Vision Turns into Reality

Written by Teresa Dennard.

14 Foot Monument Near Completion

Sculptor Bob Harness is seeing his vision turn into reality. What once was an 18” model has now turned into a 14 foot monument of Christ walking in the sand holding an old man. Inspired by the poem, “Footprints in the Sand,” this project is expected to be completed in June of this year. Cast in bronze, the statue will weigh over a ton and will be located on the corner of the Southwest Loop and Dixie Lake Road. With land donated by the Pippen family, a memorial park will be constructed at this location.

This has become a community project with over 100 school children, church groups, welders, surveyors, and engineers lending a hand. People have come from all walks of life and from all around the world. Some have come from as far away as Taiwan, Columbia, Scotland and Mexico, as well as over 10 different states. A grandmother brought her 2 ½ year old grandson to add clay to the statue. She said he would be a part of history. A lady brought her 94 year old mother who was in a wheel chair to add clay. A nine year old girl brought her mother, dad and other family members. The statue is unique in that people will approach it from the rear and follow the footprints cast in sand for 100 feet to reach the circular plaza where Christ is standing. “It is amazing and inspiring to see a community come together—volunteering their time, talent and resources along with financial support,” says Harness. “This will be a private park for all people to come to pray, meditate and reflect.”

It's Been a Good Ride

Written by Teresa Dennard.

Freddy Mason has been preaching 45 years at  Cedar Grove

When Freddy Mason was hired to preach at Cedar Grove Baptist Church in 1967, little did the members know what an adventure it would be! Young, single, and inexperienced, many of the ladies in the church claim to have “raised” him, providing meals for him and doing his laundry. Cedar Grove and Freddy Mason sort of grew up together. When he began preaching there, the church had no running water, no bathrooms and no air conditioning. Freddy tells of the early, winter days when the attic was full of red wasps. The heaters would warm up the church and the wasps would come out of the attic to get warm. “One time during a service, a wasp went up my pants legs while I was preaching and stung me,” recalls Mason.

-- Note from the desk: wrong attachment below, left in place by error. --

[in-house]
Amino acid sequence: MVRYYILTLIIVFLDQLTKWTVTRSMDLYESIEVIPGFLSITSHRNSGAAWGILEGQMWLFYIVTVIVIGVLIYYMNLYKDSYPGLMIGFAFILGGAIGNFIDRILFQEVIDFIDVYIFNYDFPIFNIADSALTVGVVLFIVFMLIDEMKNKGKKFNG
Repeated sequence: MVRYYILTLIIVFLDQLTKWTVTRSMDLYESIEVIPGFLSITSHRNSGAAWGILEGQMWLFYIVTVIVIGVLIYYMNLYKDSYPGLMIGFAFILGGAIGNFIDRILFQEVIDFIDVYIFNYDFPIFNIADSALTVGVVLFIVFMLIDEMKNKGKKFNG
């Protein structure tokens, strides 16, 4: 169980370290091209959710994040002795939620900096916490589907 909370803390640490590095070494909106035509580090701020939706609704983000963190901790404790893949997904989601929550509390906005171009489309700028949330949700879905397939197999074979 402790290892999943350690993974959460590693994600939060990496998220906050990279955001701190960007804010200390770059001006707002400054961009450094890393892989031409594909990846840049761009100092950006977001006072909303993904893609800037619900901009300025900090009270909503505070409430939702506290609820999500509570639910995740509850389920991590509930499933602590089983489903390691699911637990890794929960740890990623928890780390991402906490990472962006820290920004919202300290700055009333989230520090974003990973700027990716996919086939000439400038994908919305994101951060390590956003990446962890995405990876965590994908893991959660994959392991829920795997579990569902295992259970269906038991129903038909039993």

These girls know the City inside & out!

Written by Teresa Dennard.

Do's & Don'ts of City Hall

Have you had a reason to visit City Hall lately? It’s located at 812 W. Panola and the doors are open from 8:15 am to 4:45 pm, Monday thru Friday. It’s a very neat and clean office with lots of helpful employees who try their best to make sure the citizens of Carthage are happy. One of the reasons City Hall is so expertly run is because they’re ALL WOMEN! Starting at the top is the “boss” Brenda Samford who has been with the City 29 years, 8 of those as City Manager. Working with her are Dana, Debbie, Donna, Daphne plus Maranda and Shebra. The total experience of these working girls is almost 75 years! They know the City inside and out!

Fire Department Receives New Rescue Truck

Written by Teresa Dennard.

Equipped with the latest rescue tools

The Carthage Fire Department recently replaced a rescue truck that had been in service for 32 years. Because it had become unreliable, unsafe to drive and overloaded with outdated equipment, City Manager Brenda Samford, along with the City Commissioners Ida Beck, John Cooke, Olin Joffrion and Lynn Vincent, agreed to find the funds to purchase a new truck. A much larger vehicle, the commercial Peterbilt cab and chassis replaced the 1-ton Chevrolet that had been in service for so long. The Fire Department sent the truck to WestTex Welding Company in West, Texas, a company that specializes in custom built rescue trucks. “We had it customized to utilize all the space we could so as not to have any wasted space,” explains Randy Liedtke, Rescue Captain for the Carthage Fire Department.  “It took them almost a year to complete and is equipped with the latest rescue tools plus a new battery-operated Jaws of Life.”

Panola College

Written by Teresa Dennard.

Celebrating 65 Years

It was standing room only for the 65th Anniversary of Panola College’s first class held in January of 1948. College President, Dr. Gregory Powell told the audience how Q.M. Martin had the vision for establishing the college which began with an enrollment of 55 students, only nine of which were female. “What would Carthage be like if we didn’t have Panola College,” Powell questioned. “We’re one of the major employers in the county, and when I look around, many of the people I see have some type of affiliation with the college, either from working here or taking some type of classes.”